President's Message

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Focusing on the Next Generation

June 2015
Atul Malhotra, MD

Atul Malhotra, MD

It is a great honor to be addressing the ATS membership in my first presidential message, and I would like to take this opportunity to describe the focus of my 2015-16 term: the next generation. For me, the decision to concentrate the Society’s efforts on early career professionals is easy. What success I have had professionally has been largely attributable to the younger people around me. The proverb “it takes a village” can be directly applied to my labs at the University of California, San Diego, and Harvard Medical School, respectively, as I have been blessed with countless amazing trainees, technicians, students, colleagues, and mentors.

Although we have had a productive laboratory that has made important scientific progress, my biggest source of pride is the steady stream of independent scientists who have emerged from it. I feel the same way on the clinical side, particularly when I see former trainees who have exceeded expectations and who have made major contributions to medical education and patient care.

While I have been fortunate, I find the lack of talented young people entering our field alarming. I was particularly struck by this when I attended my nephew’s graduation at Stanford University and met several talented young people. After speaking with them, I was disappointed to learn that essentially none was going into medicine. Some were going into business. Others were doing exciting things with computer and information technology. Others were getting advanced degrees. But I struggled to find any of the “best and brightest” who wanted to heal the sick, to teach our students, and/or to cure disease. I remember thinking, “Where are our replacements?”

Finding an answer to that question will form the centerpiece of my presidency.

Over time, I have committed to using my position within the ATS to help address the issue of our intellectual pipeline, and I am not alone in this endeavor. With the help of many colleagues, we have created programs including the Student Scholars Program, the ATS Resident Boot Camp (many thanks to Dr. Laura Crotty Alexander!), the Fellows Track Symposium, and the ATS Global Scholars Program.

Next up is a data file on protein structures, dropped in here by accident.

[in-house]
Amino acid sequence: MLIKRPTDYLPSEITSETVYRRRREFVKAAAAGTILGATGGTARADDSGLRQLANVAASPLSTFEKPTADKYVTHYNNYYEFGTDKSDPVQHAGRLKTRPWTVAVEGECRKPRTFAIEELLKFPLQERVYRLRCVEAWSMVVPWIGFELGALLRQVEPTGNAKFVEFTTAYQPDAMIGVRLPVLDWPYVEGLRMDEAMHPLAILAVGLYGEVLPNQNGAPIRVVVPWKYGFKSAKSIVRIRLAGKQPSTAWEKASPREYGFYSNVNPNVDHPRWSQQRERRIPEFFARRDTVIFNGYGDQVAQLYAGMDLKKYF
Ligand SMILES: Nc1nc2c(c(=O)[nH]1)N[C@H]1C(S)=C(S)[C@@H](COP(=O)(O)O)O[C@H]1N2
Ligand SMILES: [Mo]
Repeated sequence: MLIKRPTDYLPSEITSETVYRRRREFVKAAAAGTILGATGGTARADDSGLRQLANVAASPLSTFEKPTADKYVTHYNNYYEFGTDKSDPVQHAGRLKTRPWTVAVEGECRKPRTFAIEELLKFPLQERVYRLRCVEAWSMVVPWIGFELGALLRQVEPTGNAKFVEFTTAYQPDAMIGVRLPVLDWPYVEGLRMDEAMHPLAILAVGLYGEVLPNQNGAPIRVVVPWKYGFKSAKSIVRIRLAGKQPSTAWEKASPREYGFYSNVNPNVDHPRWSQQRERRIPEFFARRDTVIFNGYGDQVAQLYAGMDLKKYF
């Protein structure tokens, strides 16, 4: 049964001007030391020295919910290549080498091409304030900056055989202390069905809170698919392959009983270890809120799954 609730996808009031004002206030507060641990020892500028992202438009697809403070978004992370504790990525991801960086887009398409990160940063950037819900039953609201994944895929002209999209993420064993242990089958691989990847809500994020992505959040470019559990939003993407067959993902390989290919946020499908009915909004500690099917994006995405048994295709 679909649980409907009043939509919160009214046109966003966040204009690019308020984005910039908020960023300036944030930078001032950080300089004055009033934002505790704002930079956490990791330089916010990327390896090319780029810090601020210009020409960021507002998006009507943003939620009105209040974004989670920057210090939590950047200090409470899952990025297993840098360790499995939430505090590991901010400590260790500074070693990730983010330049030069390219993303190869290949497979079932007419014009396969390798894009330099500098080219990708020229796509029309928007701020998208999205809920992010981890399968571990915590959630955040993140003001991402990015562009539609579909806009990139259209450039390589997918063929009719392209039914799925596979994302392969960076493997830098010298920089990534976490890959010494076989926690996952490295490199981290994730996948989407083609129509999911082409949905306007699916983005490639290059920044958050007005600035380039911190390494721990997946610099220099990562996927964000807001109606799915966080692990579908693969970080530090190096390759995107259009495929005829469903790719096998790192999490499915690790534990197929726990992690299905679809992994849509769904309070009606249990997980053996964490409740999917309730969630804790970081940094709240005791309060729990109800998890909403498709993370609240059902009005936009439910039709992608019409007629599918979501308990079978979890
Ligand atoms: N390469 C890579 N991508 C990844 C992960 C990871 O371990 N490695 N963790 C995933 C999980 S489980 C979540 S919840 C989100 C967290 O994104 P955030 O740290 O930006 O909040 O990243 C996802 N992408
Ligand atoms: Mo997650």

The Students Scholars Program, which launched at the ATS 2013 International Conference in Philadelphia, invited local medical students to experience the conference and gain a better understanding of the pulmonary, critical care, sleep medicine. As a direct result of this experience, more than 50 percent of participants expressed an interest in joining our field. We have since broadened the program to include not just medical students but also graduate students, nursing students, Master of Public Health students, respiratory therapists, and others.

The Resident Boot Camp invites medical residents who have been accepted into fellowship training to learn the essentials of our field in a coordinated but exciting environment at our International Conference. The program has been a major success, doubling in size to accommodate 140 residents since its initiation at ATS 2014. This has generated considerable enthusiasm and, hopefully, many lifelong ATS members.

My predecessor, ATS Immediate Past President Tom Ferkol, MD, created the ATS Academy, which recognizes scientists, educators, and clinicians who have done well and hold promise to be leaders in the years to come. Patricia Finn, MD, a former ATS president, conceived of the Lung Corps as a way to recognize “do-gooders” focused on respiratory disease.

One of the cornerstones of my presidency will be launching the Global Scholars Program. This initiative will address the shortage of advanced training programs in respiratory disease in nations in Africa, Latin America, and Asia by offering a series of web-based educational sessions using webinar technology to provide interactive lectures on a regular basis. Pre- and post-tests will be offered, and young doctors who successfully complete the program will receive ATS Global Scholars certificates. You will be hearing more about this initiative throughout the year.

All of our ATS programs have one common goal: to attract and retain young people in our field through recognition, peer support, and creating a mindset that if we all work together, we can make a difference. During the next year, I look forward to working with my colleagues in the ATS and our sister societies to help expand global expertise in respiratory, critical care, and sleep medicine.

Last Reviewed: September 2017